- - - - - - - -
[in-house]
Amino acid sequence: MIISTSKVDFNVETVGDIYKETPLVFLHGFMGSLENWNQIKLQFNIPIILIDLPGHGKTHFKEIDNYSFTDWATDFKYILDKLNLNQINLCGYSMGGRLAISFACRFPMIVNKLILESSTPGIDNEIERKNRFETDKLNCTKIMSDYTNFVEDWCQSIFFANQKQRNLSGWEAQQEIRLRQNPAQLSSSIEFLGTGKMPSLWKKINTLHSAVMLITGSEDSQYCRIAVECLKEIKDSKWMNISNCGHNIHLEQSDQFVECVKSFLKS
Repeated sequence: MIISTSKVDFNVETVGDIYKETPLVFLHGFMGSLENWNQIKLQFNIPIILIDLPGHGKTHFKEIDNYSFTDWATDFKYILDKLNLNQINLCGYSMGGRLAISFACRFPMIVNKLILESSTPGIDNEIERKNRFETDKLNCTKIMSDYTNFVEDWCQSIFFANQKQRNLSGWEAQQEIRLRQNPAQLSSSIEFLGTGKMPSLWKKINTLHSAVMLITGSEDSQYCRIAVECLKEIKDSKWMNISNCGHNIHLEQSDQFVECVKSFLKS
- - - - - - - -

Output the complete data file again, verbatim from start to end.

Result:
[in-house]
Amino acid sequence: MIISTSKVDFNVETVGDIYKETPLVFLHGFMGSLENWNQIKLQFNIPIILIDLPGHGKTHFKEIDNYSFTDWATDFKYILDKLNLNQINLCGYSMGGRLAISFACRFPMIVNKLILESSTPGIDNEIERKNRFETDKLNCTKIMSDYTNFVEDWCQSIFFANQKQRNLSGWEAQQEIRLRQNPAQLSSSIEFLGTGKMPSLWKKINTLHSAVMLITGSEDSQYCRIAVECLKEIKDSKWMNISNCGHNIHLEQSDQFVECVKSFLKS
Repeated sequence: MIISTSKVDFNVETVGDIYKETPLVFLHGFMGSLENWNQIKLQFNIPIILIDLPGHGKTHFKEIDNYSFTDWATDFKYILDKLNLNQINLCGYSMGGRLAISFACRFPMIVNKLILESSTPGIDNEIERKNRFETDKLNCTKIMSDYTNFVEDWCQSIFFANQKQRNLSGWEAQQEIRLRQNPAQLSSSIEFLGTGKMPSLWKKINTLHSAVMLITGSEDSQYCRIAVECLKEIKDSKWMNISNCGHNIHLEQSDQFVECVKSFLKS